Time to Refuel (whitepaper section 3)

As equity financing falls away, firms need to find new capital to fuel their growth. 


The night is always darkest before dawn, or so the saying goes. Yet the thoughts likely occupying the mind of business leaders right now are probably more to do with how long exactly that night is going to be. 


At the beginning of the global lockdown, investors and private funds pulled up the drawbridge. Deals that were all but completed were taken off the table at the last minute due to cold feet, while those that did squeeze through did so by the skin of their teeth. The same will happen again.


Tech giants may be happy to close mega deals, but the opposite is true of the early stage, where exits are no longer being welcomed. And it’s at this startup and SME stage where firms who might typically burn through cash are now fighting for survival - the capital wasn't there. 







Yet, despite this, there are winners. Firms who were either in the right place at the right time to capitalise on seismic shifts in organisational behaviours (like Zoom) and consumer behaviours (like Vivino, an app-based marketplace for wine) and who as a result have seen rapid growth. It could also be firms who have taken a hit on revenue in the short-term, but for whom COVID has been an acute stress test and vindication of their business model.  


“There are a lot of winners out there where the fundamentals of their business are sound but they’ve just taken a knock in the short term,” says Russell Lerman, Co-Founder and Director of Fuse Capital, a private debt brokerage for technology businesses. 


“For example, the top three e-scooter firms in Europe have all raised hundreds of millions - but they all took a hit on revenue at the start of lockdown. Yet you absolutely knew that people wouldn’t want to get back on public transport anytime soon, and they will do ok. The fundamentals are there and now they’re posting record revenues. A COVID winner is a broader category than simply someone who has seen a rise in sales, it could be they have seen a knock but overall, they’ll be on the up.”  


In a normal world, it is precisely these ‘on the up’ SMEs and startups that are most likely to benefit from equity finance. Yet because of COVID, equity finance is now coming with more milestones and growth expectations that companies simply aren’t confident in hitting. In turn, the reduced valuation terms on offer cause the equity round to become dilutive for existing shareholders. 


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Firms now need to consider other financing options. Venture debt, or growth debt, is one avenue worth considering.  


“We only want to raise equity funding when we’re confident that we can do something productive with it in the business,” says Donald Gillies, CEO of PassFort, a SaaS firm that digitises customer lifecycle management, and who is considering venture debt to support growth achieved during the pandemic. “We see venture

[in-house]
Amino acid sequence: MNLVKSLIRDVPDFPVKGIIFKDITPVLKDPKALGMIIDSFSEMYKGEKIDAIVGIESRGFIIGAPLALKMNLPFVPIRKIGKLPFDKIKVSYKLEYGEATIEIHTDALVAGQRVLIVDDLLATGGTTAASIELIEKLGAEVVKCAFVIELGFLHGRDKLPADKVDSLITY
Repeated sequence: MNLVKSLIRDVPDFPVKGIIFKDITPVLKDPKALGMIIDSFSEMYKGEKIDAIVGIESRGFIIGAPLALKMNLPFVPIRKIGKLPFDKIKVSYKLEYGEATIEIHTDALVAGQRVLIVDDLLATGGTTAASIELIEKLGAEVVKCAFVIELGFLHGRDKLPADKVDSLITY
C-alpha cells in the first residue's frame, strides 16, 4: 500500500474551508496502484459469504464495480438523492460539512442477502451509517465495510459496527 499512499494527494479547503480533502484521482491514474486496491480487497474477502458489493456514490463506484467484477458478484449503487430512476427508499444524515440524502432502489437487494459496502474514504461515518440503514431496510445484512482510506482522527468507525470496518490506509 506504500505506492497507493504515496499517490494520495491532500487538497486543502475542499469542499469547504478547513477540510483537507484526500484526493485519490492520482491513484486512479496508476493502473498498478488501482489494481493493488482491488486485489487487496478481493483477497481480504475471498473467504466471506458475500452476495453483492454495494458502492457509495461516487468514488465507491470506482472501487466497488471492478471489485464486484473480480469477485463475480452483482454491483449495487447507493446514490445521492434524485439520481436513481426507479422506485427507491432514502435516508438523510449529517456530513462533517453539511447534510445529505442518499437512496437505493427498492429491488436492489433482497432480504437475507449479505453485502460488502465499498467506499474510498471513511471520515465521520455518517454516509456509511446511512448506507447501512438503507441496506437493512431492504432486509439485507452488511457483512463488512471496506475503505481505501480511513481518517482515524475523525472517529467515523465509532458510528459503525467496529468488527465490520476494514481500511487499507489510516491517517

debt as a way to offer a bit of a capital buffer and to protect the business at this stage.”


With sales cycles lengthening, it can be challenging to hit the profitability milestones set by equity investors. In this case, having some debt come into the business can give firms the operational buffer required to trade through that period while waiting for pipeline revenue to convert. Similarly, for firms who have managed their cost base well, debt can offer a degree of protection against a second wave.

Professor Eli Talmor, Chair of Private Equity at London Business School agrees that debt can be useful for firms: “I see the role of venture debt growing, especially as exits are now postponed. If you have an extension of time between that original investment, early-stage, and exit, say one or two years, then a lot of it can be funded with venture debt.”


Oliver Blower, CEO of VoxSmart, a software company in the UK that specialises in
communications surveillance for Capital Markets, is another advocate of debt financing. Blower describes debt, or an all asset charge on the business, as an “antidote” to equity. “It creates a nice bit of hygiene in the business,” he says. “It comes with operational parameters that keep your stakeholders very honest about
how they are operating their business. You can’t miss your forecasts; you have to be very prudent because any level of dishonesty will hurt you and your shareholders quite dramatically.”


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So, while debt offers a number of benefits - including growth capital, an operational
buffer, and a way to avoid equity dilution in the face of unfavourable terms - it’s not for everyone. There is a time and a place. It takes a certain type of personality.


Russell Lerman, who has worked with dozens of firms to secure debt funding over the years, believes that it depends where you sit on the risk spectrum. “With any debt, you need to be able to afford to pay it back - so are you confident in launching new projects and reaching new audiences? Or are you worried about what’s coming around the corner?”


To ensure that debt is the right choice, Russell Lerman suggests firms ask themselves four key questions. How does the company feel about it?
Is the management team ready to go on that debt journey? Is an external third party - like a broker - comfortable with it? And finally, will the lender say ‘yes, this is going to work’?


Ultimately, every company is different, and every management team and shareholder base is different as well in terms of their attitude to risk.
But for those firms who are confident in their future revenue and are ready for the journey, bringing some debt into the business might just be the best way of fuelling their growth prospects in the current environment.


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